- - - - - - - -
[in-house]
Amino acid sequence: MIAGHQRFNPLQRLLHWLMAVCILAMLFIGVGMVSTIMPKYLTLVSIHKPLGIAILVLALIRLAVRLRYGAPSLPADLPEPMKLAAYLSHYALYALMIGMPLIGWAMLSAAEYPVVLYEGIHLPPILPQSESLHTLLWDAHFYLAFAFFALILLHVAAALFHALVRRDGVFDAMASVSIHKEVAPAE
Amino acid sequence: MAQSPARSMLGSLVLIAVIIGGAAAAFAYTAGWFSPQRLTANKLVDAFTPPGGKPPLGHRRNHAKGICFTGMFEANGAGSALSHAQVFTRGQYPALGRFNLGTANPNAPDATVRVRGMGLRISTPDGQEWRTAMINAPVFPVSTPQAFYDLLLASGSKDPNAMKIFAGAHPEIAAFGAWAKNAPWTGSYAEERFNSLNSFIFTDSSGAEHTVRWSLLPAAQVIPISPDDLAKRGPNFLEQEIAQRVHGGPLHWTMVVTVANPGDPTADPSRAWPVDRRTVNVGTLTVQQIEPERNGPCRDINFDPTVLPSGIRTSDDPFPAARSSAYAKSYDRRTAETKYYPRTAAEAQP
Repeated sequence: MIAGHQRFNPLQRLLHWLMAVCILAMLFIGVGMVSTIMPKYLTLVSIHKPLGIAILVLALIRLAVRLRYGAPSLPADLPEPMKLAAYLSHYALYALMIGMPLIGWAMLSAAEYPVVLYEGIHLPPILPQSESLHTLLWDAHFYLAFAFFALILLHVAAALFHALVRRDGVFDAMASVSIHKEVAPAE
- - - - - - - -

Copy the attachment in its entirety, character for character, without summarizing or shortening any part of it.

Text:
[in-house]
Amino acid sequence: MIAGHQRFNPLQRLLHWLMAVCILAMLFIGVGMVSTIMPKYLTLVSIHKPLGIAILVLALIRLAVRLRYGAPSLPADLPEPMKLAAYLSHYALYALMIGMPLIGWAMLSAAEYPVVLYEGIHLPPILPQSESLHTLLWDAHFYLAFAFFALILLHVAAALFHALVRRDGVFDAMASVSIHKEVAPAE
Amino acid sequence: MAQSPARSMLGSLVLIAVIIGGAAAAFAYTAGWFSPQRLTANKLVDAFTPPGGKPPLGHRRNHAKGICFTGMFEANGAGSALSHAQVFTRGQYPALGRFNLGTANPNAPDATVRVRGMGLRISTPDGQEWRTAMINAPVFPVSTPQAFYDLLLASGSKDPNAMKIFAGAHPEIAAFGAWAKNAPWTGSYAEERFNSLNSFIFTDSSGAEHTVRWSLLPAAQVIPISPDDLAKRGPNFLEQEIAQRVHGGPLHWTMVVTVANPGDPTADPSRAWPVDRRTVNVGTLTVQQIEPERNGPCRDINFDPTVLPSGIRTSDDPFPAARSSAYAKSYDRRTAETKYYPRTAAEAQP
Repeated sequence: MIAGHQRFNPLQRLLHWLMAVCILAMLFIGVGMVSTIMPKYLTLVSIHKPLGIAILVLALIRLAVRLRYGAPSLPADLPEPMKLAAYLSHYALYALMIGMPLIGWAMLSAAEYPVVLYEGIHLPPILPQSESLHTLLWDAHFYLAFAFFALILLHVAAALFHALVRRDGVFDAMASVSIHKEVAPAE